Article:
April rent collections were better than expected. It could get scary for landlords in May

As unemployment claims across Illinois rise, property managers fear single-digit declines in rent collections could widen next month

Landlords across Chicagoland are bracing for a rocky May. (Credit: Getty Images, iStock)
Landlords across Chicagoland are bracing for a rocky May. (Credit: Getty Images, iStock)

Most Chicago landlords have collected enough rent to make it through April relatively unscathed. But May could be a very different story.

“We think April is going to be pretty good, but we’re all pretty concerned about May,” Kass Management Service’s Gary Kass told Crain’s.

Kass company manages roughly 6,000 apartments in the Chicago area, and said April rent collection is in the range of the upper 80 percent, down from the normal low-90 percent range. Rent checks are more plentiful in the North Side than in poorer neighborhoods, he said. But if job losses continue at current rates, collection could drop significantly, landlords said. With few programs to help them pay the mortgage, taxes and insurance, defaults could be on the horizon.

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Landlords say they’re already nervous about tenants who will have been out of work for weeks being able to pay for housing in May. Many property managers, including Mac Properties, which has been the target of a rent strike, say they’re working with tenants and offering relief to those with legitimate hardship claims. But they’re doing so on a case-by-case basis.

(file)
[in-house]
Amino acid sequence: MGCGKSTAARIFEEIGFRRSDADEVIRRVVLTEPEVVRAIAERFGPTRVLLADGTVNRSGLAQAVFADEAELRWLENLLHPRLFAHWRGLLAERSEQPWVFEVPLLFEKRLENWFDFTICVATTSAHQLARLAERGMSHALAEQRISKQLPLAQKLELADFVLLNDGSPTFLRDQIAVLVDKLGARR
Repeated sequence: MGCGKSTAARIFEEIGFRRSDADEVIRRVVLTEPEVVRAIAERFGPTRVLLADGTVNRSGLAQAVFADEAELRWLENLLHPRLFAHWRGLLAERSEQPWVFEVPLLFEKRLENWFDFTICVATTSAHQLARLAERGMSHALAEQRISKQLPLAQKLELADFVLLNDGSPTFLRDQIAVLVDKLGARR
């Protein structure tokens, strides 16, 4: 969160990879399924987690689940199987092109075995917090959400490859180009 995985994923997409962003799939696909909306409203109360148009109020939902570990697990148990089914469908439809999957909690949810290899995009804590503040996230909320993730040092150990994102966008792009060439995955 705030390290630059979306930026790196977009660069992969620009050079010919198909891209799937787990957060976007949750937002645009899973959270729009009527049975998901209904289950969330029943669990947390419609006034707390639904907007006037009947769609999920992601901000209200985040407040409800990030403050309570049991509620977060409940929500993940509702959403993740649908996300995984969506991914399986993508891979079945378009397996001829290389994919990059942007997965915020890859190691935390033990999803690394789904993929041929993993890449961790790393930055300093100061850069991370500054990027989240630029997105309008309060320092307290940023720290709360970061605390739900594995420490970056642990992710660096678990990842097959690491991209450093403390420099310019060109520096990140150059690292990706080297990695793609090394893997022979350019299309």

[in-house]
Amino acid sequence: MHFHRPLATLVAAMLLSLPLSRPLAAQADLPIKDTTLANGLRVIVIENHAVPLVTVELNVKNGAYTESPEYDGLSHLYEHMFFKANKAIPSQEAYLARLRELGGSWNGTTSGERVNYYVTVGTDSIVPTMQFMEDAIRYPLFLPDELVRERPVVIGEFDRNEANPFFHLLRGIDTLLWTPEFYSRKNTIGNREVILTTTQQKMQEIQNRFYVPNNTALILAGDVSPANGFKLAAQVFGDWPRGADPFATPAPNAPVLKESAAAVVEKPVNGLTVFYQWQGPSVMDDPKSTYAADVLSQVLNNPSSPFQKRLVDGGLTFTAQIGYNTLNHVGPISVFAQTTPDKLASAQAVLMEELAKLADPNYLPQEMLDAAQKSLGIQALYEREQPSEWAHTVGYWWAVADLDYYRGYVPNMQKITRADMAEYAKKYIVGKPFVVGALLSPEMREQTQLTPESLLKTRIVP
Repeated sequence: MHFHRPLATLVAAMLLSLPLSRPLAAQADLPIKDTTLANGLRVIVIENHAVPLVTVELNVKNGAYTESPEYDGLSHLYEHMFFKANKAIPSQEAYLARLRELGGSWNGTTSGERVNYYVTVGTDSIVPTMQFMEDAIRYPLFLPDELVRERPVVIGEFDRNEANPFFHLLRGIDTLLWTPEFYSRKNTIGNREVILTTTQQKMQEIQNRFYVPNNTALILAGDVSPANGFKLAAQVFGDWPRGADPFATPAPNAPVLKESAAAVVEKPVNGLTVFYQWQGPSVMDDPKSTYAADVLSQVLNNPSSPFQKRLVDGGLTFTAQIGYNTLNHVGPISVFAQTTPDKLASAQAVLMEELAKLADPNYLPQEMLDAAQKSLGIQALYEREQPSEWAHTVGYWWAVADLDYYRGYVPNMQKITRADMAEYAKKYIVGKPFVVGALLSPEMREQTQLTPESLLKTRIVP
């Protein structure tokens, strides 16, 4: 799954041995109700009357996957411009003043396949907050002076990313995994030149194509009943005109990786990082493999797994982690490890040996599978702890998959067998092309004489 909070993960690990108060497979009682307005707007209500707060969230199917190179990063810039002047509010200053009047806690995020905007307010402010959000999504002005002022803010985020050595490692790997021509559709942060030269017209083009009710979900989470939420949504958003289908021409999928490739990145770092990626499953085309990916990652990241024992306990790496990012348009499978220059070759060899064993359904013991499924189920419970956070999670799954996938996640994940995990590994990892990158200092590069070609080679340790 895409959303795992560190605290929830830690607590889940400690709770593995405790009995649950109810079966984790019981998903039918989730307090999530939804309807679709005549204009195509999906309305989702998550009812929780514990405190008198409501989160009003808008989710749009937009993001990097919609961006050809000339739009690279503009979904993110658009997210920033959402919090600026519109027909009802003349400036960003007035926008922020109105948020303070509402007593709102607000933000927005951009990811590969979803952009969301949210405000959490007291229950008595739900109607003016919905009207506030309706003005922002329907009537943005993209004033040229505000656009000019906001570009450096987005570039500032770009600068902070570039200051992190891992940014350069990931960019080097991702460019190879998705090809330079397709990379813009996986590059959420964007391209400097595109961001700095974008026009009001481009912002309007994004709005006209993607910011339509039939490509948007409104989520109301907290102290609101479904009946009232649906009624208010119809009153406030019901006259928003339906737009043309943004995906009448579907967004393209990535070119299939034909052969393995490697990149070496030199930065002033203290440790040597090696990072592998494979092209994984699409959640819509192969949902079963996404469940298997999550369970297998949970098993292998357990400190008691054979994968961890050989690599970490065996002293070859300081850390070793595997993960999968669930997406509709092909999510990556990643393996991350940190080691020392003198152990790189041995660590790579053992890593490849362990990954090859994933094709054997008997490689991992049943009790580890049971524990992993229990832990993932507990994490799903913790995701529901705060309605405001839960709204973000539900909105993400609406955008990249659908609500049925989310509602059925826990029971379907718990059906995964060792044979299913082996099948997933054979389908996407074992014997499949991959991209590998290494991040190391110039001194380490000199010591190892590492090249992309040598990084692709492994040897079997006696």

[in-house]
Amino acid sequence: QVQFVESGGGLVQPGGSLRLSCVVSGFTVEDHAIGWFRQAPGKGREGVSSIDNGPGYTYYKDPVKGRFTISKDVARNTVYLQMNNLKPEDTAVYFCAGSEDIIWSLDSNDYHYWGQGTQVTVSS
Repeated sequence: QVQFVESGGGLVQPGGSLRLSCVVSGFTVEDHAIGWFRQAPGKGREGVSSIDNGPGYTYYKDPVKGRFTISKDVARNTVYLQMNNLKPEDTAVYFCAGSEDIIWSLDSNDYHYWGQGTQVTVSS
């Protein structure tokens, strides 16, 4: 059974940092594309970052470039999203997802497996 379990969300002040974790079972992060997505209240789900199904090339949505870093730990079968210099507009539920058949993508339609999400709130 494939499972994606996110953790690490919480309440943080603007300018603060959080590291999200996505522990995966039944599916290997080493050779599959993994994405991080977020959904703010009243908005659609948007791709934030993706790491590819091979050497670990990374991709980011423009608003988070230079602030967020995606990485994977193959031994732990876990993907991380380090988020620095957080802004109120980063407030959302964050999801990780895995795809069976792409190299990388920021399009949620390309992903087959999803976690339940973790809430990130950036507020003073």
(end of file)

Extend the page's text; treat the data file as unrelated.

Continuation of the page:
Peak Properties, which manages about 8,000 units in Chicago, told Crain’s that it’s asking tenants who need assistance to pay half their April rent now. The management company is willing to split up the reminder, with payments added to future rent bills. Roughly 5 percent of their tenants have asked to defer rent payments, according to Peak. Some have even asked for a break on the May and June rents. “Our response is, ‘Let’s get through April first,’” said Mike Zucker, managing partner of Peak.

Aside from issuing moratoriums on evictions, state and city officials to date have resisted calls to halt rent payments, citing legal reasons. Mayor Lori Lightfoot’s administration recently initiated a $2 million emergency housing fund, though it’s currently only equipped to issue grants to about 2,000 recipients. [Crain’s] — James Kleimann